What Are Wool Sower Galls?
Wool sower galls are a type of fungal infection caused by the species of fungus called Aspergillus fumigatus. They occur when a mite feeds on the outside of a plant’s leaves or stems causing them to become infected with the fungus. The fungi then grow outwards from these areas where they eventually cause white spots to appear on plants’ foliage (Figure 1). These fungal growths may look like little white dots, but they are actually larger than a grain of rice.
Figure 1: White spots on leaves caused by Aspergillus fumigatus.
The symptoms vary depending upon the severity of the infection. Some types of wool sower galls do not affect the plant at all, while others can kill it completely if left untreated. A severe case will result in death within two weeks without treatment!
Symptoms of Wool Sower Gall Symptoms
Aspergillosis can cause many different symptoms including:
– Leaf drop – Leaves may begin to droop and die.
– Yellowing of leaves – Leaves may turn yellow and fall off their stems.
– Stem rot – The stem may start rotting away leaving the plant unable to support itself.
If you see any of these symptoms, you should take action immediately. Other types of wool sower galls cause no visible symptoms and can only be detected during a laboratory test. If your plant is infected with this type of wool sower gall there will be no visual clues to its presence, but it may still be slowly killing your plant.
Interestingly, a survey by the United States Forest Service found that more than 75% of landscape plants in Southern California were infected with fungal growths. This is not as unusual as you might think. Fungi are opportunistic organisms and love trees and plants that are under stress for whatever reason. This could be anything from construction work to drought and heatwaves (like the one currently affecting southern United States).
What is Aspergillosis?
Aspergillosis is a fungal disease caused by Aspergillus species of fungi. These are commonly found everywhere in soil, plants, and even air. They typically do no harm unless the conditions are right for them to spread. The fungi will only cause a problem if there is a ‘weak spot’ in the plant’s defenses, such as a wound or an infection. Once inside, the fungal spores will spread through the plant via the xylem (the vascular system that transports water and nutrients up from the roots and leaves) and produce more spores.
Aspergillosis is very serious and can be fatal if left untreated. Fortunately, it’s rare in post-industrialized countries such as the United States, but it does occur occasionally in hospitals where immunocompromised patients are present.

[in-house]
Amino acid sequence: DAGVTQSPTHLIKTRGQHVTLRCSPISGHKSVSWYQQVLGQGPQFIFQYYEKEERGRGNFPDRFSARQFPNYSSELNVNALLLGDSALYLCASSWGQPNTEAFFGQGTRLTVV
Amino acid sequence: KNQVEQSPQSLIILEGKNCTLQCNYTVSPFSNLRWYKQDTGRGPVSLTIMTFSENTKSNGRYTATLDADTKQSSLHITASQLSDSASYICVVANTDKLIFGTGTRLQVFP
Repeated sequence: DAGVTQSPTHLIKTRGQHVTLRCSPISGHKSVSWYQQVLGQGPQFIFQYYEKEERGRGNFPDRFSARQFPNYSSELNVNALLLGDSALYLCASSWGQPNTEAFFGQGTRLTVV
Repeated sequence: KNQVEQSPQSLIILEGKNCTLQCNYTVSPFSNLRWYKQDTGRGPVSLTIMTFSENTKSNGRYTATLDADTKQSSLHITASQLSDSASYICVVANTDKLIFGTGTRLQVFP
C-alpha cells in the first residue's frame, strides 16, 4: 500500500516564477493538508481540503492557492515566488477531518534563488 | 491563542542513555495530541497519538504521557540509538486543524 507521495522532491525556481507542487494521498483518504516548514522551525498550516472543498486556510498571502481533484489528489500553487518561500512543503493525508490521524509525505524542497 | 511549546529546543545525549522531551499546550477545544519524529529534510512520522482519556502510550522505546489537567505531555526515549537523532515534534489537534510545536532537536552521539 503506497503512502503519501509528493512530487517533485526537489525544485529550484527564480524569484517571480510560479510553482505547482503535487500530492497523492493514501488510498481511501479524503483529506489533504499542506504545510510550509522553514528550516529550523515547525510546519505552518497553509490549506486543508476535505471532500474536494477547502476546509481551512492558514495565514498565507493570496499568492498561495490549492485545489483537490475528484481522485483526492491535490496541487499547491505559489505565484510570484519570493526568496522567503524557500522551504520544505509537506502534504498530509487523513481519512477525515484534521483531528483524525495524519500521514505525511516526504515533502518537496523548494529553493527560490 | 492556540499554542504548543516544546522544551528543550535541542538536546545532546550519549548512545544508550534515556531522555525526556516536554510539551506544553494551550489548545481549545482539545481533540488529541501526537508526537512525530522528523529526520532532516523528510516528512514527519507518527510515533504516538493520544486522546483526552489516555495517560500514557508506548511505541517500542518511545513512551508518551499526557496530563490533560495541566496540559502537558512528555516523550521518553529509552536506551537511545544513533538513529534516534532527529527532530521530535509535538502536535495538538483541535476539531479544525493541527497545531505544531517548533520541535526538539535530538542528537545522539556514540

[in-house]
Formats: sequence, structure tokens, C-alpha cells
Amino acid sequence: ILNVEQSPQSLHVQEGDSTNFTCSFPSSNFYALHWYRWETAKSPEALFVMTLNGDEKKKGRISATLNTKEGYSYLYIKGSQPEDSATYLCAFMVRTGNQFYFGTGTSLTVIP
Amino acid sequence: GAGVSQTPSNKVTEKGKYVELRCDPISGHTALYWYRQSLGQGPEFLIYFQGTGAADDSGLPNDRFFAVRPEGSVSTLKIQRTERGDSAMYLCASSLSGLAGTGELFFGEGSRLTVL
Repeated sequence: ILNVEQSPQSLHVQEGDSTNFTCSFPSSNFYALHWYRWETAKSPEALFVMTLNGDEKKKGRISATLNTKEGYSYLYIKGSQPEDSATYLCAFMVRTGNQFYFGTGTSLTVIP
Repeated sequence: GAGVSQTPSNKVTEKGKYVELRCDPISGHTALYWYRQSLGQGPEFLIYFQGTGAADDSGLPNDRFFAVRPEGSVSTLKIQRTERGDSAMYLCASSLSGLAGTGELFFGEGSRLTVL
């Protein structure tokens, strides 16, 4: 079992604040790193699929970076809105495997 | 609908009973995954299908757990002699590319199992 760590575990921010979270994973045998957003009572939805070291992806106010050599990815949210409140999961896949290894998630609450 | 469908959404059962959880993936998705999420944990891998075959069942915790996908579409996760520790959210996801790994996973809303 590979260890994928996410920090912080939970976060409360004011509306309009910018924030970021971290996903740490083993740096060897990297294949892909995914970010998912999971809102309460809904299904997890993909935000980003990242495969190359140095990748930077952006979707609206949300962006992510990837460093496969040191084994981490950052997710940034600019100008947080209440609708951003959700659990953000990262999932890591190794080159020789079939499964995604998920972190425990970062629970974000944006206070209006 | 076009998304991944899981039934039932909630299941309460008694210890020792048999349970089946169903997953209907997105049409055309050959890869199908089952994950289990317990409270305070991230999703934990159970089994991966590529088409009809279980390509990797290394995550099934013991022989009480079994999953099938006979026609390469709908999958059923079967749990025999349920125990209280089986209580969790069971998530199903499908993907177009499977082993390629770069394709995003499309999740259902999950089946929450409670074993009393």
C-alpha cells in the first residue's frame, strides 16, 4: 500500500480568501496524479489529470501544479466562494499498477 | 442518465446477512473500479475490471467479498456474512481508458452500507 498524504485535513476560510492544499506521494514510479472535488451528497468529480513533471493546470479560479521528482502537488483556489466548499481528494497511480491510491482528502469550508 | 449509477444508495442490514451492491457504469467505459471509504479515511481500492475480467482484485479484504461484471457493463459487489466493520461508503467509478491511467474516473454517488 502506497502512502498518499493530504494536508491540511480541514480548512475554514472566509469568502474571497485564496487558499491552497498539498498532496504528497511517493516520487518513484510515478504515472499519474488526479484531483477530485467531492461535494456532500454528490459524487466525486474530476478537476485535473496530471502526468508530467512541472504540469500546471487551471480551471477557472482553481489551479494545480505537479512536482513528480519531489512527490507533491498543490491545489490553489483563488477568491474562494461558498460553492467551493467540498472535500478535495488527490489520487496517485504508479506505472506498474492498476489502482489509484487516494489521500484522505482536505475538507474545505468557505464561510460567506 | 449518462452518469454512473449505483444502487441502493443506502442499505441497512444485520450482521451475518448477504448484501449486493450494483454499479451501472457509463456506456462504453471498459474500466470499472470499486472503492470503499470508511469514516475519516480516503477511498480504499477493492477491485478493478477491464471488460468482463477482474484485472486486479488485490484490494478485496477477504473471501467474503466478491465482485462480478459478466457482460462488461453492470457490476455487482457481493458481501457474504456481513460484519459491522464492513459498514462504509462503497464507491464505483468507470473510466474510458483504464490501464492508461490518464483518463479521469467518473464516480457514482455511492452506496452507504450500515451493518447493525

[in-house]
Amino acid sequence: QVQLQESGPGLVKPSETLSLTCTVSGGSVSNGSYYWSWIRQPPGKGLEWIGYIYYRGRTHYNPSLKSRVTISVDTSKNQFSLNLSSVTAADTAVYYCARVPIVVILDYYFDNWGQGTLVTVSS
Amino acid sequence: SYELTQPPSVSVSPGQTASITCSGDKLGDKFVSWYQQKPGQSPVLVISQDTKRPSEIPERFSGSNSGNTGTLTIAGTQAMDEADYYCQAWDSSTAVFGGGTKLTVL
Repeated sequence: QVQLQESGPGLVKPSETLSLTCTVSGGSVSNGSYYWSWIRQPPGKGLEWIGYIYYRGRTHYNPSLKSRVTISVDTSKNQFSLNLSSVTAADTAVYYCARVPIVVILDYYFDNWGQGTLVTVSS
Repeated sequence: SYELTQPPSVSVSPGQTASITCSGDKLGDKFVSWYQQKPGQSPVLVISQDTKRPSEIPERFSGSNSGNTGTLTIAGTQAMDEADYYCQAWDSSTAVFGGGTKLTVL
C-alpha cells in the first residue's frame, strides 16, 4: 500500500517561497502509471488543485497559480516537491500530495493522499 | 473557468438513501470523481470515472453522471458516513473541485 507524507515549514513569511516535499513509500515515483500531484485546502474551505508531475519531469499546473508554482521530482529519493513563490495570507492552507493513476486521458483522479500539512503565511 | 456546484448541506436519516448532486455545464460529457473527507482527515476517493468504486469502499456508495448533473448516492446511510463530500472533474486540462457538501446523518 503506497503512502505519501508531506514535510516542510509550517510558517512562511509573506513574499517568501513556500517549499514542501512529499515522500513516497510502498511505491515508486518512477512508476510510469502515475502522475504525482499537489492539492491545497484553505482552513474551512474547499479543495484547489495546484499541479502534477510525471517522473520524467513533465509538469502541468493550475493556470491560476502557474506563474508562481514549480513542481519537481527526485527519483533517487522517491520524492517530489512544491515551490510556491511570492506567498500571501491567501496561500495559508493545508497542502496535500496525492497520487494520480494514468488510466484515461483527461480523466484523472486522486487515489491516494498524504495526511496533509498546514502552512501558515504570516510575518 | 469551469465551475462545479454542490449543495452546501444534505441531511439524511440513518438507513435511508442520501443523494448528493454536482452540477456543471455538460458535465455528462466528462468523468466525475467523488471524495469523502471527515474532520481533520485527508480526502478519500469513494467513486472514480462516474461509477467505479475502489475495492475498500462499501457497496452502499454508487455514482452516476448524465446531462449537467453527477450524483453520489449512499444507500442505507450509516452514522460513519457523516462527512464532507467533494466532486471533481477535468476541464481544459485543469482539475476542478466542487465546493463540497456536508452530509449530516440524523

What is Wool Sower Gall?
Wool sower gall is a type of Aspergillosis that is caused by the fungus Aspergillus fumigatus. It’s one of the most common types of wood rots found in plants, but fortunately it’s rare for it to infect humans and only does so if the person has a pre-existing condition that weakens their immune system (such as AIDS or cancer).
Wool sower gall first appears as a small white dot that slowly spreads throughout the leaves of the plant. It’s not always easy to spot, but if you look closely at the veins of the leaves you may see a small white dot. These dots gradually get bigger as the infection spreads until they cover the entire leaf blade. The infected leaves will then turn yellow and fall off (Fig.
To learn how to treat your plant, read on!
The first step in treating Aspergillosis is to remove any infected leaves as soon as you spot the white speckles, or at the very least trim off as much of the infected area as possible. This stops the infection from spreading and depriving the plant of what little nutrients and water it has available.
Next, remove any nearby weeds as they can act as a reservoir for the fungus.
Finally, you will need to treat the soil with a fungicide. Unless you’re an expert or have some other compelling reason, never attempt to treat the plant itself with a fungicide as you risk damaging it severely. The best way to apply a fungicide is by mixing it in with the soil. Once again though, unless you’re an expert or know what you’re doing, don’t try this at home as you could easily make the problem much worse.
I wish you the best of luck, and please be careful.
If you have any more questions, please let me know.
Sources & references used in this article:
Oak Galls: A Strange Biology Indeed! by EP Felt – 1917 – University of the State of New York
Gall insects and their relations to plants by WJ Hayden – Bulletin of the Virginia Native Plant Society, 2011 – scholarship.richmond.edu
The Natural News by EP Felt – The Scientific Monthly, 1918 – JSTOR
Insect Identification Laboratory Annual Report 1999 by B by Galls, R McQueen – disjunctnaturalists.com